As we inch closer to another biennial budget in the commonwealth it is becoming more likely that there will once again be a budget brawl. Expenditures for most services are rising, while tax and fee increases remain politically unpopular and unlikely to pass both houses of the General Assembly. Fortunately, Virginia's policymakers at the city, county, and state level are sitting on a virtual gold mine that can bail them out of immediate fiscal troubles, help balance budgets, and prevent tax hikes.
Virginia has millions, even billions of dollars in often overlooked public-use infrastructure assets that-when sold or leased through public-private partnerships-can yield hundreds of millions in revenue. This can be achieved all in a manner that preserves or improves services, while ensuring the assets continue to serve the community. The state ought to establish a process for systematically reviewing the real property it owns and evaluating which assets can be put to more productive or efficient use if sold.
Cities like Seattle, Milwaukee, Indianapolis, and Boston are saving hundreds of millions of dollars this way. States like Florida, Massachusetts, Texas, and even California have used, or are using, asset divestiture and enhanced-use leasing to save money. For instance, in 2001 California sold surplus state real estate in Silicon Valley for $149 million. Furthermore, Maryland Governor Robert Ehrlich recently ordered the Department of Planning to undertake a survey of state agencies and their asset and property needs. The goal is to identify property that is not needed for state functions and divest that land.
First, Virginia, too, needs to undertake a survey of state agencies and their asset and property needs. The inventory will be analyzed to find property that has the most value to developers-residential, commercial, or industrial. In this paradigm, divesting surplus or underutilized land has few, if any, downsides. Beyond the one-time cash revenues realized from the sale of the property, Virginia also removes assets from its books and creates an ongoing revenue stream as the new owner begins to pay property tax on the now private asset.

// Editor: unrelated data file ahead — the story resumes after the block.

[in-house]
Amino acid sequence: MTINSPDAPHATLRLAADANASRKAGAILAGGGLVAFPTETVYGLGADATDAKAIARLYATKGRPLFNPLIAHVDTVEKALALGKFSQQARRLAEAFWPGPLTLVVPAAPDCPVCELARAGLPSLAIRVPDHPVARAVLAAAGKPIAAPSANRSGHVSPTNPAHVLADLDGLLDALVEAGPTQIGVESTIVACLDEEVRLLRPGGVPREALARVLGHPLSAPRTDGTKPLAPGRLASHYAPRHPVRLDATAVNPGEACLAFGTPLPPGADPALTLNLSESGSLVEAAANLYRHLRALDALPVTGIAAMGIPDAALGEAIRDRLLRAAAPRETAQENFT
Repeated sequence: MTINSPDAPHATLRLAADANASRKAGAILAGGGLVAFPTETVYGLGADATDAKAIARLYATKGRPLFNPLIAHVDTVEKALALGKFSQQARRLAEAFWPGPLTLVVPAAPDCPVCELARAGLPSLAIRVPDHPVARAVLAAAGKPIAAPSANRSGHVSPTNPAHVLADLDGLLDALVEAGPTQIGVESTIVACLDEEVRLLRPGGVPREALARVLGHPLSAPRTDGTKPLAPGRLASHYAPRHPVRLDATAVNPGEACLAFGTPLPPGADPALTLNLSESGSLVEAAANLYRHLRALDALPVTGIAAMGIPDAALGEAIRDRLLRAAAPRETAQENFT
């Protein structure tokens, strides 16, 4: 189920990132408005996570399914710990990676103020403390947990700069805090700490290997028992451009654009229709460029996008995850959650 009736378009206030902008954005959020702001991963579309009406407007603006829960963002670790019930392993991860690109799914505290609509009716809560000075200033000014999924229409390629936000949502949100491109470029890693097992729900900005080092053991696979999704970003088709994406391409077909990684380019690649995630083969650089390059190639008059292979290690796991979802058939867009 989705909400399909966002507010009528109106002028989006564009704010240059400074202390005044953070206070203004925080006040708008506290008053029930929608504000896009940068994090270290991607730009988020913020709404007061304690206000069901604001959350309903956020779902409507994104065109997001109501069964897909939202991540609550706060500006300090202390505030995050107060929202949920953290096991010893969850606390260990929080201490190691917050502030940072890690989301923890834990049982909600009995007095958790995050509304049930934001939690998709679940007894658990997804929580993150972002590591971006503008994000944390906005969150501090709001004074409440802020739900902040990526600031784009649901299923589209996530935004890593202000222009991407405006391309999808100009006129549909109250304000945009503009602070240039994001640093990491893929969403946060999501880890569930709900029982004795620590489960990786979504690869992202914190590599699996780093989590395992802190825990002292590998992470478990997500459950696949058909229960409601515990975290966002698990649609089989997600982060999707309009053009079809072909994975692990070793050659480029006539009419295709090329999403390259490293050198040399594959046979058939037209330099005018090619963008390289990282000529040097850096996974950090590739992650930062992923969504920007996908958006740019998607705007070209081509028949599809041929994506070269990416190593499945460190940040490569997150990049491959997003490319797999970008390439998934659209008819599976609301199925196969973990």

Virginia last undertook such an asset review in 1994 when state buildings and land were identified that could reasonably be declared surplus.
The report did not specifically identify consolidation opportunities but rather focused only on excess property. The report noted that the process for disposing of surplus real property often experienced significant delays and that property records frequently included errors and omissions. A new review must be completed chronicling excess assets the commonwealth owns. But it should not stop there; it should also actively seek consolidation opportunities to free up additional assets that could be divested. Furthermore, the report should outline a new procedure that would streamline the process and resolve deficiencies identified in previous efforts.
Money raised from asset divestiture can be used to supplement existing services, reduce maintenance backlogs, or provide new capital funding for transportation projects. Simply put, divestiture of assets and enhanced-use leasing arrangements examine what real property the state owns and determines if it can be put to more productive use when sold outright, or sold and then leased back to the state under an agreement with the new private owner.
Given the likelihood of continued fiscal struggles, policymakers at the city, county, and state level should re-evaluate their property and asset needs. Undoubtedly, opportunities to generate revenue, while staving off the need for tax hikes, are there. Doing so will be yet another step toward relieving current budgetary pressures while maintaining services and service levels the public has grown to expect.
Geoffrey Segal is director of privatization and government reform at Reason Foundation.